“Journal of Commercial Biotechnology” Publishes MultiLing Case Study

journal-of-com-biotechAccording to the World Intellectual Property Organization (WIPO), nearly 100,000 pharmaceutical and biotechnology patent applications are filed each year around the world, and the trend is increasing. These companies have very little room for error in the work they conduct each day, even with stagnant budgets and an increased filing demand.

Jeremy Coombs is SVP of operations at MultiLing

In the first 2014 issue of the Journal of Commercial Biotechnology, Jeremy Coombs, senior vice president of operations at MultiLing, outlines a case study of how one of MultiLing’s biotech clients is able to file hundreds of patents annually in 30+ countries by partnering with MultiLing and leveraging its centralized translation model. The company has research facilities in North America, Europe and Asia, and spends billions of dollars a year inventing procedures, chemical compounds and products. They hold one of the world’s largest patent portfolios with 35,000 patents.

In 2001, the company faced a major decision: find ways to cut costs or reduce the number of foreign patent filings. A critical component of patent filings is translation, which at the time accounted for nearly 40 percent of the company’s international prosecution costs. These costs were rising, while markets and foreign jurisdictions continued to expand. The company knew it needed to make some dramatic changes.

Until this point, the biotechnology company sent its patents to foreign agents, independent translators and other administrative personnel around the globe. This resulted in non-uniform and decentralized processes associated with relying on an ever-expanding network of in-country patent law firms for patent translation. These firms often justified high fees based on the sensitivity of translation projects, and the rarity of translators with the specialized technical education and expertise required for the subjects being translated.

The complexity of using multiple law firms added to the company’s administrative overhead, and increased error risks associated with too many people handling documents.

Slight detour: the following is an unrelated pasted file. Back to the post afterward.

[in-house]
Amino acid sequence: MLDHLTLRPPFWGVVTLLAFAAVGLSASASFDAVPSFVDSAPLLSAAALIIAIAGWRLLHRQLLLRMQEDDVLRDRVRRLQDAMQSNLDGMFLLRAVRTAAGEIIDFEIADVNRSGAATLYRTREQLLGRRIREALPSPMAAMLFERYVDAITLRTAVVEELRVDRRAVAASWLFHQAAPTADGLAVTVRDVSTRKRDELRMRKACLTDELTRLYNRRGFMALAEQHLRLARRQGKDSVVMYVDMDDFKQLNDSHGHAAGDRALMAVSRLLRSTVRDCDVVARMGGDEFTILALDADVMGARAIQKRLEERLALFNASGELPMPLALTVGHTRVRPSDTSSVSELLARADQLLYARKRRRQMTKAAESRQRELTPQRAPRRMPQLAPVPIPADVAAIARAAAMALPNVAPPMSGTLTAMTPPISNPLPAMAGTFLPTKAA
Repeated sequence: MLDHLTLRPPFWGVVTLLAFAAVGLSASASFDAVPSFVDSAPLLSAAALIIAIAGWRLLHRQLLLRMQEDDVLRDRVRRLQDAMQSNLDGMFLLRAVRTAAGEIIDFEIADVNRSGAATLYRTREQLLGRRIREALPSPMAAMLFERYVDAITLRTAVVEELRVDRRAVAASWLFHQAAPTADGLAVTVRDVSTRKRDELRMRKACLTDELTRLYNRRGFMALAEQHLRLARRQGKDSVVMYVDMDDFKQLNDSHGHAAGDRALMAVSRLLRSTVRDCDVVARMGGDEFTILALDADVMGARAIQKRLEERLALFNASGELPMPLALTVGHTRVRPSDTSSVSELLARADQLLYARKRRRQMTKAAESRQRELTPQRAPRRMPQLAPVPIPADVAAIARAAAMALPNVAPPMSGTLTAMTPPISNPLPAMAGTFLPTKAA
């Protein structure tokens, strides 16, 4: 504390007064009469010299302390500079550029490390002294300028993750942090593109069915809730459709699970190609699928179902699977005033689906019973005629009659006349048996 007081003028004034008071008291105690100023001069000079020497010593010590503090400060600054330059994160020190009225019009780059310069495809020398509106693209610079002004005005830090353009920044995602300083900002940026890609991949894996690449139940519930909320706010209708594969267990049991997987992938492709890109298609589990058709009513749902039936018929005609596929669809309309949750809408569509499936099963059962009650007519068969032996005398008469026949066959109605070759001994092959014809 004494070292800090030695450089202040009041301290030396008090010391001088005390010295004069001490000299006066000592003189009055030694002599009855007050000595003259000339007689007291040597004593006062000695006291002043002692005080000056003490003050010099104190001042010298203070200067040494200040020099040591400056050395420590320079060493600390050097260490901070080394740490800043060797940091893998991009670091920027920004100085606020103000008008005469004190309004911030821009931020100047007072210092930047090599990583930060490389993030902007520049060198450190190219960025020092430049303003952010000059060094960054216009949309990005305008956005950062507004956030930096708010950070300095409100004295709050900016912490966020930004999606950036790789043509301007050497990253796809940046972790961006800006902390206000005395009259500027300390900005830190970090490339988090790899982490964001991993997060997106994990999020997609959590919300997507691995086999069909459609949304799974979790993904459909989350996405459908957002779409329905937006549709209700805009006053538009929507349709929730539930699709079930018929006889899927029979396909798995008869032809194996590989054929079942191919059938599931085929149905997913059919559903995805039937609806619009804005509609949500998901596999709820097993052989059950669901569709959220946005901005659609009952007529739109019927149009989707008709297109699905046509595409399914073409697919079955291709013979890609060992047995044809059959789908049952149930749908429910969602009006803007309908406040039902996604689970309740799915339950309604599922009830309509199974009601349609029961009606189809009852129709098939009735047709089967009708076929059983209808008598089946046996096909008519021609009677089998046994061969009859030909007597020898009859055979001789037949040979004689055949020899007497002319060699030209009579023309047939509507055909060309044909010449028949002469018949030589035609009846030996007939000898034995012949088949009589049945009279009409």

With the goal of reducing cost, risk and complexity, the company required the following:

•  Translators must be in the target country, native speaking and vetted for subject matter expertise and quality

•  Translators must have patent specific experience and technical knowledge in the technical subject matter area being translated

•  The company must own and control its language IP and terminology must be managed from a centralized location

•  The company must reduce overall patent prosecution costs by 20 percent

Other factors considered during the company’s search for a translation provider: a centralized point of contact; terminology management for the proper and consistent use of company- and industry-specific terminology across all languages; translation memory for the reuse of previously translated text; and, coordinated quality assurance oversight.

Successfully Incorporating a New Provider 

The biotech company turned to MultiLing and its centralized translation model for a solution. As MultiLing became a trusted partner, additional processes were streamlined. Now, as soon as a translation request arises, the service provider is electronically informed and can immediately start the translation process. With targeted translation software and 24/7 online access, the service provider schedules and tracks the lifecycle of each project and the biotechnology company receives status updates in real time.

During the past six years, more than 300 dedicated translators have translated more than 83 million words related to more than 2,500 cases filed in more than 30 countries. Since 2002, MultiLing has captured more than 100,000 unique concepts in the client’s language database, which provides the biotechnology company with highly visible and usable data for making decisions, and absolute control over its language IP.

Outcomes 

The multi-year, large-scale project (performed by both the biotechnology company and MultiLing) streamlined the company’s patent translation and foreign filing process. Specifically, this process has

•  Reduced time to grant and litigation risk, as well as:

•  Produced approximately twice the number of international filings due to increased efficiencies, while budgets remained relatively flat—40 percent of this efficiency was directly attributed to MultiLing

•  Reduced administrative, maintenance and data handling costs

•  Shortened turnaround time through leverage of previous translations—the client has never missed a filing deadline due to a translation

•  Reduced risk of errors: error rates exceed ISO standards

•  Increased employee satisfaction: translation docket management was eliminated and two full-time employees have been reassigned to higher value work

•  Eliminated soft costs such as translation-related office actions

•  Reduced Foreign Agent review of translated claims—the client demonstrated that if the English source document is correct, the target language translations will be accurate

•  Exceeded its goal of lowering overall patent prosecution costs by 20 percent

In summary, more patents are being filed internationally at significant savings to the client, with higher quality, lower risk and less burden on its staff.

For more information on MultiLing’s centralized translation services for your company’s IP, visithttp://www.multiling.com.